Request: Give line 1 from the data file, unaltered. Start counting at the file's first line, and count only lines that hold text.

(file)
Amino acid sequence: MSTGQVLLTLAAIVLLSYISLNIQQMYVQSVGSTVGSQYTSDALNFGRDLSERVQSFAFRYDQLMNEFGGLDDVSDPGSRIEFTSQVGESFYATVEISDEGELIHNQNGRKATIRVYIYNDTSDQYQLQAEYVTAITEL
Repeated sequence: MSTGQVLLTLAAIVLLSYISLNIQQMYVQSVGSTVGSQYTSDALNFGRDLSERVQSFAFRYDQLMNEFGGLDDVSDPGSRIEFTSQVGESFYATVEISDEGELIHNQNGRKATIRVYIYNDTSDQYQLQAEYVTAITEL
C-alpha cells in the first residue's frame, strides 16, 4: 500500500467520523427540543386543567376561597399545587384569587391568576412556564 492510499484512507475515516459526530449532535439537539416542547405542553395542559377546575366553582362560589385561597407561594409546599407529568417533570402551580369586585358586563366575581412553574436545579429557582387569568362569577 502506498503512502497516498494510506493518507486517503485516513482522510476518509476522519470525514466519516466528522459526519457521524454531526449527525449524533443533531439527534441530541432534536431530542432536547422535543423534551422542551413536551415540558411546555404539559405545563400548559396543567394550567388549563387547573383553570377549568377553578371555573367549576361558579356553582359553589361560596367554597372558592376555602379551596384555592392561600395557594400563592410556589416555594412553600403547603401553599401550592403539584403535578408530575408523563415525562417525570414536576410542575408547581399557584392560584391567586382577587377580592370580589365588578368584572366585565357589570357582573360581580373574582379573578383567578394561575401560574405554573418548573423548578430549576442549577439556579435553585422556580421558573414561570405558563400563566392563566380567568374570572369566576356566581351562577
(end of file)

Amino acid sequence: MSTGQVLLTLAAIVLLSYISLNIQQMYVQSVGSTVGSQYTSDALNFGRDLSERVQSFAFRYDQLMNEFGGLDDVSDPGSRIEFTSQVGESFYATVEISDEGELIHNQNGRKATIRVYIYNDTSDQYQLQAEYVTAITEL